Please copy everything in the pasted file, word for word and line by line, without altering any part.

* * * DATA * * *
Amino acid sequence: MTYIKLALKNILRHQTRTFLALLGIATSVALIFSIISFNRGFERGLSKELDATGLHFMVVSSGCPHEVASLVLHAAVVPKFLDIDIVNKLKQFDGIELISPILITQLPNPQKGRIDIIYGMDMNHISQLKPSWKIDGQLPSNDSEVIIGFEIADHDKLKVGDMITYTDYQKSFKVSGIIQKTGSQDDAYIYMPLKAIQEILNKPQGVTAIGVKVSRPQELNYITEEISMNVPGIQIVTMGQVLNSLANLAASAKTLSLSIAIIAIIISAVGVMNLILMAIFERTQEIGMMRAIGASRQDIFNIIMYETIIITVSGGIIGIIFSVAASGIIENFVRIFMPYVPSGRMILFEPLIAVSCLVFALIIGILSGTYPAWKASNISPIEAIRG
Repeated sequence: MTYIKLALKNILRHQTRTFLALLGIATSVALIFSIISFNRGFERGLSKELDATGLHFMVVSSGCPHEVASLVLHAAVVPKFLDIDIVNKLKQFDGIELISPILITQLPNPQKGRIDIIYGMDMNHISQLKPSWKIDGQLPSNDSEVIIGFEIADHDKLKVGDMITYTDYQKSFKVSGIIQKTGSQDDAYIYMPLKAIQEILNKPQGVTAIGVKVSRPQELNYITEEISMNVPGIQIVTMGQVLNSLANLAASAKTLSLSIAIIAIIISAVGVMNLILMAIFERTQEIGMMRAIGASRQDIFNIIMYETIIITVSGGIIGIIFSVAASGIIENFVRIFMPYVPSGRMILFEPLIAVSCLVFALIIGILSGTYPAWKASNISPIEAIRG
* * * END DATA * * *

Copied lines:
Amino acid sequence: MTYIKLALKNILRHQTRTFLALLGIATSVALIFSIISFNRGFERGLSKELDATGLHFMVVSSGCPHEVASLVLHAAVVPKFLDIDIVNKLKQFDGIELISPILITQLPNPQKGRIDIIYGMDMNHISQLKPSWKIDGQLPSNDSEVIIGFEIADHDKLKVGDMITYTDYQKSFKVSGIIQKTGSQDDAYIYMPLKAIQEILNKPQGVTAIGVKVSRPQELNYITEEISMNVPGIQIVTMGQVLNSLANLAASAKTLSLSIAIIAIIISAVGVMNLILMAIFERTQEIGMMRAIGASRQDIFNIIMYETIIITVSGGIIGIIFSVAASGIIENFVRIFMPYVPSGRMILFEPLIAVSCLVFALIIGILSGTYPAWKASNISPIEAIRG
Repeated sequence: MTYIKLALKNILRHQTRTFLALLGIATSVALIFSIISFNRGFERGLSKELDATGLHFMVVSSGCPHEVASLVLHAAVVPKFLDIDIVNKLKQFDGIELISPILITQLPNPQKGRIDIIYGMDMNHISQLKPSWKIDGQLPSNDSEVIIGFEIADHDKLKVGDMITYTDYQKSFKVSGIIQKTGSQDDAYIYMPLKAIQEILNKPQGVTAIGVKVSRPQELNYITEEISMNVPGIQIVTMGQVLNSLANLAASAKTLSLSIAIIAIIISAVGVMNLILMAIFERTQEIGMMRAIGASRQDIFNIIMYETIIITVSGGIIGIIFSVAASGIIENFVRIFMPYVPSGRMILFEPLIAVSCLVFALIIGILSGTYPAWKASNISPIEAIRG